News Video | Policy | GPs | Hospitals | Medical | Mental Health | Welfare | Search


NZMA welcomes budget focus on health

Thursday 19 May 2011

NZMA welcomes budget focus on health

The New Zealand Medical Association (NZMA) welcomes a number of initiatives announced in today’s Budget that will improve health outcomes and is pleased that nearly half of new Government money will go into health services.

“We welcome this funding allocation and the priority placed on health, especially at a time of austerity and fiscal constraint,” says NZMA Chair Dr Paul Ockelford. “The NZMA is particularly pleased to see some of the health budget targeted at reducing the very high rates of rheumatic fever which has been rightly labelled a national disgrace. Rheumatic fever rates are a striking example of health inequities in this country and it is positive to see a commitment towards eradicating what is a preventable illness that has serious health consequences for children.”

Dr Ockelford says that the NZMA health equity position statement, published in March, highlights the importance of a child focused approach as it influences good health outcomes for the remainder of an individual’s life.

The $80 million extra for GP visit subsidies and $14 million for more people qualifying in programmes such as very low cost access and free under sixes, will be helpful in improving access to primary healthcare services.

The NZMA welcomes the funding of 40 extra medical training places which is part of the Government’s pledge to boost the number of medical training places by 200 over five years.
“This is a real positive, although the NZMA has some concern that there has not been increased funding for initiatives, such as the Voluntary Bonding Scheme, to help alleviate medical and wider health workforce shortages. However these initiatives appear to be working well and we would like to see the momentum continue. We would hope that there may be a boost in funding for these areas in future.”

“In order to meet health targets such as improved access to elective surgery and shorter waiting times for cancer treatment, we must ensure that we continue working towards attaining a self-sufficient workforce.”

The NZMA also supports increased funding for dementia care particularly as our population ages and dementia becomes more prevalent in our community.

Dr Ockelford says that the environment is a difficult one with the demand for health services growing every year, especially at a time of severe economic constraint “but we are pleased to see health given such a high priority.”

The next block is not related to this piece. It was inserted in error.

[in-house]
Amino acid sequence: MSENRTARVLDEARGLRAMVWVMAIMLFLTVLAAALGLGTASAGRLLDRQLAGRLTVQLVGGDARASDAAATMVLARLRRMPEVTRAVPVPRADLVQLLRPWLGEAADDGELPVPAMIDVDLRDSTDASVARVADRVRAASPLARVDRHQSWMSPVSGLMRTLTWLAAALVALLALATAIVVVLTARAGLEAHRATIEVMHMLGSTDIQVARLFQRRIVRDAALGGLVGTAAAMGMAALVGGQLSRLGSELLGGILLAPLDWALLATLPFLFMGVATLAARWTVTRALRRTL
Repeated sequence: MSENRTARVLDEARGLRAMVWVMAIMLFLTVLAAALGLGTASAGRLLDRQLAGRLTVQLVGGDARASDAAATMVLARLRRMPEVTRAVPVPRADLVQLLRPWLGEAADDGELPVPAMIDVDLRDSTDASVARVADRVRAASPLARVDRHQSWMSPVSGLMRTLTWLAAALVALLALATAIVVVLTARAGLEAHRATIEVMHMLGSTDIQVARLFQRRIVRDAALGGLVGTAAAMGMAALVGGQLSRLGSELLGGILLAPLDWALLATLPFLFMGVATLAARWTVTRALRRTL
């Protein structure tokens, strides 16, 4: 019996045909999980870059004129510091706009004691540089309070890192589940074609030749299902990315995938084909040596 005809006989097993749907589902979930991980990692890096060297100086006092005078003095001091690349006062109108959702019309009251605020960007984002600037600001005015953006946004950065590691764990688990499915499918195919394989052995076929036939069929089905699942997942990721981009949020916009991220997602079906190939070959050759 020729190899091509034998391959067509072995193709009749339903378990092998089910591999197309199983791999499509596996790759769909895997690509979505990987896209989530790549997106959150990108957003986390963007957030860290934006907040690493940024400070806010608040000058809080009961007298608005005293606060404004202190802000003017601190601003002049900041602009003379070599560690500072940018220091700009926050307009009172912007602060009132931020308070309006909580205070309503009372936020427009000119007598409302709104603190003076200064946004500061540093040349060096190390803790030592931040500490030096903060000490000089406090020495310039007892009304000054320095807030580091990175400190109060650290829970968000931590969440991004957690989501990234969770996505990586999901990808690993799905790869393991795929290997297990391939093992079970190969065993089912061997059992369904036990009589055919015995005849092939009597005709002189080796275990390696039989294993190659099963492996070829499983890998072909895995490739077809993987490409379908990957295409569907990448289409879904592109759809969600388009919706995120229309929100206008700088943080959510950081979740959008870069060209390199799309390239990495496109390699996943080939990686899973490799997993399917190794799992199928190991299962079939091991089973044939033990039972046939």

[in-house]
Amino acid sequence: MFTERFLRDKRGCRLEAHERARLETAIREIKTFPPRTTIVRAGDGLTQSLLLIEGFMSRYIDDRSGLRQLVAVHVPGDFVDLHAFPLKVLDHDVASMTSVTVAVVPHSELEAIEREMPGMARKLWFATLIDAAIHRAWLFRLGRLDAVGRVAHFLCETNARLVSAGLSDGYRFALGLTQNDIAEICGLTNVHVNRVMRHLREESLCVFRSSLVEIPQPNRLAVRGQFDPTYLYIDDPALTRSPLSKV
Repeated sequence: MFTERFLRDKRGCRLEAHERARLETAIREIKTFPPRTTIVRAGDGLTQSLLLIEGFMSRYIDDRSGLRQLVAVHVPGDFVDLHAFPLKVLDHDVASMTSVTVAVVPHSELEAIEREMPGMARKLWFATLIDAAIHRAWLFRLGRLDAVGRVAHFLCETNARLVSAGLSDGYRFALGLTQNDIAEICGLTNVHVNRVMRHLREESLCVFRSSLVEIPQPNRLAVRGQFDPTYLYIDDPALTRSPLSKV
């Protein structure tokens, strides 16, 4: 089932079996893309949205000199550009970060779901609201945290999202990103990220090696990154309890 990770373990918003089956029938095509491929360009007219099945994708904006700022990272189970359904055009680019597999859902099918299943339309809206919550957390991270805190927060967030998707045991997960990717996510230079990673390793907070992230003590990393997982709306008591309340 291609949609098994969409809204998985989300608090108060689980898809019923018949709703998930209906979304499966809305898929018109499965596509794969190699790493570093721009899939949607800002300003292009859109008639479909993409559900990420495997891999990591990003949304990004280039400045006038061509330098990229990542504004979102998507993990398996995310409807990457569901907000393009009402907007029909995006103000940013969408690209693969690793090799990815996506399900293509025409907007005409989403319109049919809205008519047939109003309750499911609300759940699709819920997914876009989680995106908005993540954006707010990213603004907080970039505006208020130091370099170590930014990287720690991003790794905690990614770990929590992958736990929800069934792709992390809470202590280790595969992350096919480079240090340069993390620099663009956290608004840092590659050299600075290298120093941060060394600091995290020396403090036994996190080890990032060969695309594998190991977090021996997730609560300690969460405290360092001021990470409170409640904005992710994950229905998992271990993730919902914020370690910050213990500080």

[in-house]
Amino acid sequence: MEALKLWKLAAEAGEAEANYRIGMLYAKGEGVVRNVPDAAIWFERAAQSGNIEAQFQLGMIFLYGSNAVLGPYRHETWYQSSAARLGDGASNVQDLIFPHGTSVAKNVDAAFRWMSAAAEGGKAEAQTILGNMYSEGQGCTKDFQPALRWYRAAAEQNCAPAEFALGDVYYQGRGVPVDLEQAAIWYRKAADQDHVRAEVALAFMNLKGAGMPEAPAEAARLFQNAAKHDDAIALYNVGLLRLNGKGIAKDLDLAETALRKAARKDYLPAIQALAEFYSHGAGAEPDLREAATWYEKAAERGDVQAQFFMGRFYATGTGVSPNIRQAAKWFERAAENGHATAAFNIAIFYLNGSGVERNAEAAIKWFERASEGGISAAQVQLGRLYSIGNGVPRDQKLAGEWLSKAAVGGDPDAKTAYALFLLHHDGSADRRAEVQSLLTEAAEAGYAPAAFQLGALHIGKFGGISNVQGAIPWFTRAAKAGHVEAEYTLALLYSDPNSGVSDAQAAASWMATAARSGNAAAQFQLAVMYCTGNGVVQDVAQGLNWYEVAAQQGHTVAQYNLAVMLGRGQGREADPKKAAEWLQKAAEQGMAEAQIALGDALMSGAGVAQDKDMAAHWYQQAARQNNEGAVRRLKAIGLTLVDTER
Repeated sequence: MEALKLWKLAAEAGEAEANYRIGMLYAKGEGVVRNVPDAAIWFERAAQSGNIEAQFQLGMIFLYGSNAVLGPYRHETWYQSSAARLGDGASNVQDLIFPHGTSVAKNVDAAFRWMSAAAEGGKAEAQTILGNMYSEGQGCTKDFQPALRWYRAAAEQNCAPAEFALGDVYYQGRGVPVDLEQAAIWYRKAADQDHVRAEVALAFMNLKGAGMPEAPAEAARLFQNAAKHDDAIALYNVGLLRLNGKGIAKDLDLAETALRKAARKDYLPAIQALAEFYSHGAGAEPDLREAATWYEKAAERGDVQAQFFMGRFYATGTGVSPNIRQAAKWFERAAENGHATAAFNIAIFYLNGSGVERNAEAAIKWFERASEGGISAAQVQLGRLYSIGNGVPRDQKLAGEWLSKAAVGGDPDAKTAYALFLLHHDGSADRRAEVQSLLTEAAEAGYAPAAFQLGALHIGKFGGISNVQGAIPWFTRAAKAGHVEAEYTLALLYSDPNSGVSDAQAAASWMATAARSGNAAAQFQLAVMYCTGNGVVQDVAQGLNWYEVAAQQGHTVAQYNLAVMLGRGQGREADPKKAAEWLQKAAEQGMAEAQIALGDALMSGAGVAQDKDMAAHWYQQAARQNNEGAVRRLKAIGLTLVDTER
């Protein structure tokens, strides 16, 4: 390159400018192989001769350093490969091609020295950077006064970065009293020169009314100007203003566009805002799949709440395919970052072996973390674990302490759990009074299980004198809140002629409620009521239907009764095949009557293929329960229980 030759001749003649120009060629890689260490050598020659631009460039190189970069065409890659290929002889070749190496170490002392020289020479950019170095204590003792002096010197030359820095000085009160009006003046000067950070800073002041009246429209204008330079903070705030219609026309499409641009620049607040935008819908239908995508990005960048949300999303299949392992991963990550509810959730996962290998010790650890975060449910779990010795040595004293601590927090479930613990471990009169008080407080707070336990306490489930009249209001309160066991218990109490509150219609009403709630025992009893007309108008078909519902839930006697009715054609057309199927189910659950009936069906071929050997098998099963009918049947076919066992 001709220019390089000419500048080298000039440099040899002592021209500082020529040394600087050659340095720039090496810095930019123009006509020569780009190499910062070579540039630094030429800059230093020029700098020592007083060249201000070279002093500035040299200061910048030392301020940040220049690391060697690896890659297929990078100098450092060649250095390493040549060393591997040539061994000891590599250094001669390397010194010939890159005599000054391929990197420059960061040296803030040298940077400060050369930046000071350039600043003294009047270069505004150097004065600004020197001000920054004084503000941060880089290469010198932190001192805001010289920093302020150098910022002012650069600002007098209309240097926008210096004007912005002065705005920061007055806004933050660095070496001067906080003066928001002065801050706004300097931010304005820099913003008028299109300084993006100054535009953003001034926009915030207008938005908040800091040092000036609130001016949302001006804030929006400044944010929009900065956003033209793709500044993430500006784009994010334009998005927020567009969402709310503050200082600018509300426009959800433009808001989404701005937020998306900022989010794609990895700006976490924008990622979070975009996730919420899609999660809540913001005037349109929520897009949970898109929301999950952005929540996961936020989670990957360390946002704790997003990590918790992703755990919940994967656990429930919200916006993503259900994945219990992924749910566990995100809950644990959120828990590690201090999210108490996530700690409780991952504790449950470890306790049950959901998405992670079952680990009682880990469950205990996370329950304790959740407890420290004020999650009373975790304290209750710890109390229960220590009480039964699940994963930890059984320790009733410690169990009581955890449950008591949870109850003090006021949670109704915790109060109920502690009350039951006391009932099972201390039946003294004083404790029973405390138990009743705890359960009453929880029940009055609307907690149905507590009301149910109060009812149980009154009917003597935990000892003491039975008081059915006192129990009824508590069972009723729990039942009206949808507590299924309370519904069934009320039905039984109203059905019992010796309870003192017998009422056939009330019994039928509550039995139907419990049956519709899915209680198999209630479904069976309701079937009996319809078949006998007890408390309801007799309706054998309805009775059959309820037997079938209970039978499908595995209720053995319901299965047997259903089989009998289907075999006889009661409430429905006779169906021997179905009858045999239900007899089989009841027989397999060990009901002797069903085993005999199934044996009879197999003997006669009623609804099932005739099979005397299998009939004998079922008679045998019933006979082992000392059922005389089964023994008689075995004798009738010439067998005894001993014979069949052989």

The NZMA is supportive of the following budget announcements:
• $80 million for increasing access to medicines, including medicines not previously subsidised such as new cancer treatments, the first Alzheimer’s disease drug and diabetes medicines.
• $40 million extra for dementia care over four years including funding increases for residential dementia services.
• A further $68 million over four years to increase funding for elective surgery.
• $130 million for disability support services to meet rising needs and costs.
• Pre-budget announcement of $54.5 million extra for maternity services.


© Scoop Media

Culture Headlines | Health Headlines | Education Headlines


Reuben Moss' Property is Theft! & Kaitani at The Physics Room

Property is Theft! continues Moss’ interest in the contemporary urban environment as a space controlled by pulsing and unequal flows of capital and labour. Kaitani features work by the University of Canterbury Fijian Students Association and Kulimoe’anga Stone Maka. More>>

Handcrafted Form: Rare Treasures From Japan

This unique exhibition at Expressions Whirinaki represents 90 everyday objects made by contemporary Japanese artisans who employ various traditional craft techniques made in regional workshops. The works used in daily life are crafted from raw materials with techniques appropriate to bringing out the best of its medium, balancing ease of use with aesthetic appeal. More>>

Howard Davis Article: A Musical Axis - Brahms, Wagner, Sibelius

Brahms' warm and exquisitely subtle Symphony No. 3 in F major, Wagner's irrepressibly sentimental symphonic poem Siegfried Idyll, and Sibelius' chilling and immensely challenging Violin Concerto in D minor exemplify distinct stages of development in a tangled and convoluted series of skirmishes that came to define subsequent disputes about the nature of post-Romantic orchestral writing well into the following century. More>>

Scoop Review Of Books: A Pale Ghost Writer

Reviewed by Ruth Brassington, Richard Flanagan's new novel is about a novelist hastily ghost-writing the biography of a crook about to go to trial. The reader is kept on a cliff-edge, as the narrator tries to get blood out of his stone man. More>>

New Zealand Wars Commemoration: Witi Ihimaera's Sleeps Standing Moetū

The second of several articles to mark Rā Maumahara, remembering the New Zealand Land Wars. The first was a Q&A with Vincent O’Malley, author of The Great War for New Zealand: Waikato 1800–2000. More>>




  • Wellington
  • Christchurch
  • Auckland